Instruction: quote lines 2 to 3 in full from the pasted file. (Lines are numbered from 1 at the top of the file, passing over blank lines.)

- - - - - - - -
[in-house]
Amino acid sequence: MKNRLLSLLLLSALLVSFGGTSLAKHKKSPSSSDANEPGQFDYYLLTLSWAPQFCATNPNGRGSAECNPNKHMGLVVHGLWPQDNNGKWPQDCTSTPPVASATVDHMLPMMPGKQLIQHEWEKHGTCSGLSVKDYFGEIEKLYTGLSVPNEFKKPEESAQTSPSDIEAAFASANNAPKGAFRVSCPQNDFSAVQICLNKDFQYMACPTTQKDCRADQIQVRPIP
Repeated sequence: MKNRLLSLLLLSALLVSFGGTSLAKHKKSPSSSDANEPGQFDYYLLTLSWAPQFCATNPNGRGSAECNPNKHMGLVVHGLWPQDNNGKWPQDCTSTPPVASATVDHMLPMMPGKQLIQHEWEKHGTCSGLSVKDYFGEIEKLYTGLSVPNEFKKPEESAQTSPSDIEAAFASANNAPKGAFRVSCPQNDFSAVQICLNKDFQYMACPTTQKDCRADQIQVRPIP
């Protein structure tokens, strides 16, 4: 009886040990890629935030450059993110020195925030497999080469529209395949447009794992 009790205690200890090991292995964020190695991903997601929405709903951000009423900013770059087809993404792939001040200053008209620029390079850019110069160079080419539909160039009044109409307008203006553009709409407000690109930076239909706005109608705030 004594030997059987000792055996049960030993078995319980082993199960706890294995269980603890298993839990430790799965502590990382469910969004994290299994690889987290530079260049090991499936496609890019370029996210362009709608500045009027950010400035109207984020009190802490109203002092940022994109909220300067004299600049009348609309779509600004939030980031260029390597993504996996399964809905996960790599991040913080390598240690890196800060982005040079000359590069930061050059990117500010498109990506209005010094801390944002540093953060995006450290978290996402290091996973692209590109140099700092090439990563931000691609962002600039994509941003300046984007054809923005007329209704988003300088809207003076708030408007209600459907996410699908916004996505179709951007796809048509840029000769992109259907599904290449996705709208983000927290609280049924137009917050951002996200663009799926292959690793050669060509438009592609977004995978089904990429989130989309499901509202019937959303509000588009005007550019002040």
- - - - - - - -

Amino acid sequence: MKNRLLSLLLLSALLVSFGGTSLAKHKKSPSSSDANEPGQFDYYLLTLSWAPQFCATNPNGRGSAECNPNKHMGLVVHGLWPQDNNGKWPQDCTSTPPVASATVDHMLPMMPGKQLIQHEWEKHGTCSGLSVKDYFGEIEKLYTGLSVPNEFKKPEESAQTSPSDIEAAFASANNAPKGAFRVSCPQNDFSAVQICLNKDFQYMACPTTQKDCRADQIQVRPIP
Repeated sequence: MKNRLLSLLLLSALLVSFGGTSLAKHKKSPSSSDANEPGQFDYYLLTLSWAPQFCATNPNGRGSAECNPNKHMGLVVHGLWPQDNNGKWPQDCTSTPPVASATVDHMLPMMPGKQLIQHEWEKHGTCSGLSVKDYFGEIEKLYTGLSVPNEFKKPEESAQTSPSDIEAAFASANNAPKGAFRVSCPQNDFSAVQICLNKDFQYMACPTTQKDCRADQIQVRPIP